Survivor of W.Va. mine disaster hasn’t been told he was the only one to make it out alive |

Survivor of W.Va. mine disaster hasn’t been told he was the only one to make it out alive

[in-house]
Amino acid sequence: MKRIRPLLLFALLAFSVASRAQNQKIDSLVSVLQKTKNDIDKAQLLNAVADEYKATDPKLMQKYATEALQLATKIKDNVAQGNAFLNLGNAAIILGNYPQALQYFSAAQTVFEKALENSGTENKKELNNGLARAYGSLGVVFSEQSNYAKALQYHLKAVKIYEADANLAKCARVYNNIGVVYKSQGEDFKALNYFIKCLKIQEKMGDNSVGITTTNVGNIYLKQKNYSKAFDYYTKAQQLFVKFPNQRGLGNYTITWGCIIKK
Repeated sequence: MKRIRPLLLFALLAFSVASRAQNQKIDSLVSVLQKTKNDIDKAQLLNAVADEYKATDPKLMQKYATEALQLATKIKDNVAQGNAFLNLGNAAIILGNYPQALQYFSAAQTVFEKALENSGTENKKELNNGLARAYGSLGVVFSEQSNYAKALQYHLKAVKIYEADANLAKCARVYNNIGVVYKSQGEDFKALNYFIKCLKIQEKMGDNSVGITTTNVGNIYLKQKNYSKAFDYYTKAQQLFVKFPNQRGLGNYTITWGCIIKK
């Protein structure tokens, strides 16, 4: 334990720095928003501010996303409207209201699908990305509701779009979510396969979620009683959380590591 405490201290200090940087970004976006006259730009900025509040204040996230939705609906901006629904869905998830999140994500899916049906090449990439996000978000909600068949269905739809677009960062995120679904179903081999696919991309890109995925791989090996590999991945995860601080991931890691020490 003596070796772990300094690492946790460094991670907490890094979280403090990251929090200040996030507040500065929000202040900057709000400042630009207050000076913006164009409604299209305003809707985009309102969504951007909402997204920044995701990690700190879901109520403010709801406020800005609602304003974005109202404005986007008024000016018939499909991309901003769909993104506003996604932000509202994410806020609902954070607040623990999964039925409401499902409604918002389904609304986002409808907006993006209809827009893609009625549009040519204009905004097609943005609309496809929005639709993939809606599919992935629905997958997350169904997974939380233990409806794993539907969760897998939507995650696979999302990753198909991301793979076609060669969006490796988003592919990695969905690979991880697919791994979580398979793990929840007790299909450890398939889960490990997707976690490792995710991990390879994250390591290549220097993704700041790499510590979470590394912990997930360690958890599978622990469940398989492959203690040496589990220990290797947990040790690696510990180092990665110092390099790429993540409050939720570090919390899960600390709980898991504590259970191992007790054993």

MORGANTOWN, W.Va. – Randal McCloy Jr. hasn’t asked about the fate of the 12 men who entered the Sago Mine with him two months ago. And so far, his wife hasn’t told him.The 26-year-old coal miner knows it was an explosion that left him with brain damage and other injuries. But wife Anna has shielded him from news coverage and has not told him that he was the only one to make it out alive, that his friends perished, most of them slowly succumbing to carbon monoxide poisoning as they lay in the dark awaiting rescue.”We’re just going to wait until he basically comes around completely before we come out and tell him, you know, that he’s the only one,” she told The Associated Press in an interview Tuesday.”He may know. And in a way, I have this feeling that he does,” she said. “I’m just giving him the chance and giving him the time. When he’s ready to talk, he’ll tell me.”Their few conversations about the accident have been brief and vague, since McCloy is still learning to talk and walk again, spending four hours a day in rigorous therapy at the HealthSouth Mountain View Regional Rehabilitation Hospital.McCloy and his crew had entered the mine Jan. 2 to resume production after a holiday shutdown when an explosion of still-undetermined origin trapped the 13 men more than two miles inside. It took more than 40 hours for rescue teams to reach them.McCloy was carried out with kidney, lung, liver and heart damage on Jan. 4 and remained in a coma for weeks. Today, he eats and breathes on his own. The left side of his body is strong, and the right is slowly catching up, said Dr. Russ Biundo, medical director at HealthSouth.McCloy can scan a room and focus his eyes, and he is often able to identify objects held in front of him, distinguishing, say, a pen from a pitcher. He can sometimes put together full sentences.”He’s able to express his needs. He’s able to tell you where he has pain. His words are astonishingly well-articulated without any slurring,” Biundo said. “He’ll say things like, ‘I feel fine, thank you.’ Just like that. As plain as day.”Anna McCloy said she talks with her husband all day long, as if he were at home in their living room.But Biundo said Randal’s ability to express himself is consistent only when the questions are simple and his attention focused. “Complex questions, complex issues, it’s hard for him to grasp,” he said.It may be three to six months before McCloy is capable of carrying on a normal conversation, the doctor said. The extent of the brain damage he suffered is still unknown. But Biundo said McCloy has made “astounding progress.””I never would have expected him to get so far along in such a short period of time,” Biundo said.Unable to offer a medical reason for McCloy’s survival, physicians have repeatedly called the youngest of the 13 miners a miracle.A few days ago, overhearing the word yet again, McCloy smiled at his wife and told her, “I’m a miracle.””In a way, I can’t wait till it comes to the point I can tell him why,” she said.Until then, it is easy to avoid discussing the explosion.”I don’t want to know how he felt in there,” she said. “It upsets me every time I even think about it. I don’t want to know what he went through. I don’t want to hear what he was feeling. I mean, I do, but I don’t.”When he worked in the mines, McCloy kept most of his worries to himself. But he did tell his wife that Sago wasn’t safe. “He told me, he said, ‘Something is going to happen, and I’m going to have to get out of there,”‘ his wife said.Before the disaster, Anna McCloy advised her husband to find a new job. “We had all these plans on that,” she said, “but we just didn’t do it quick enough.”Now the McCloy family is making plans of a different sort, including a trip to Disney World with 4-year-old Randal and 15-month-old Isabel.”We’re going to have one big family vacation, something we never could do before because it was always work in the way or something in the way,” Anna McCloy said.But her husband will not be going back to the mines.Said his wife: “He told me he guarantees me he’ll never work in another mine again.”Vail, Colorado

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